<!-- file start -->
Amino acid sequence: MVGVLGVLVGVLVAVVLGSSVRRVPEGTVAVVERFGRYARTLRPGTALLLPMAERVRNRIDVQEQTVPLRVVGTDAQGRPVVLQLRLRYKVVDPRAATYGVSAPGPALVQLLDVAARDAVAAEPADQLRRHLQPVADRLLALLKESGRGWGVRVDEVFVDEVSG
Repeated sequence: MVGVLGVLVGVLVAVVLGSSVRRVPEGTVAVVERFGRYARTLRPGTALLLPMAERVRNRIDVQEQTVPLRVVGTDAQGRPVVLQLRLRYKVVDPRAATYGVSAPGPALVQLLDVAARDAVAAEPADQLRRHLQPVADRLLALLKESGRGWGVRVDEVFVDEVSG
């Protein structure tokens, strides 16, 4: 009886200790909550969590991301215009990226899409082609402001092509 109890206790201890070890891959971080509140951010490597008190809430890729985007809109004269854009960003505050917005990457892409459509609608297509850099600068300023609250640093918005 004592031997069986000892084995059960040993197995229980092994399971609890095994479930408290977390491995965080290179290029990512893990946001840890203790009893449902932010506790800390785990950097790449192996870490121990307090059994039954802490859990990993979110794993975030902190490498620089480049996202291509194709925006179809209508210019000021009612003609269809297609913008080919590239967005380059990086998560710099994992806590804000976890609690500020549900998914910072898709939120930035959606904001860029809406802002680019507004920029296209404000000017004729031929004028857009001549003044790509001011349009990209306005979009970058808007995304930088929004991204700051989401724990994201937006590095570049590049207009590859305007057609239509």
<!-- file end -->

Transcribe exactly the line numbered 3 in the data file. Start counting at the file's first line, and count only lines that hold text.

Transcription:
């Protein structure tokens, strides 16, 4: 009886200790909550969590991301215009990226899409082609402001092509 109890206790201890070890891959971080509140951010490597008190809430890729985007809109004269854009960003505050917005990457892409459509609608297509850099600068300023609250640093918005 004592031997069986000892084995059960040993197995229980092994399971609890095994479930408290977390491995965080290179290029990512893990946001840890203790009893449902932010506790800390785990950097790449192996870490121990307090059994039954802490859990990993979110794993975030902190490498620089480049996202291509194709925006179809209508210019000021009612003609269809297609913008080919590239967005380059990086998560710099994992806590804000976890609690500020549900998914910072898709939120930035959606904001860029809406802002680019507004920029296209404000000017004729031929004028857009001549003044790509001011349009990209306005979009970058808007995304930088929004991204700051989401724990994201937006590095570049590049207009590859305007057609239509």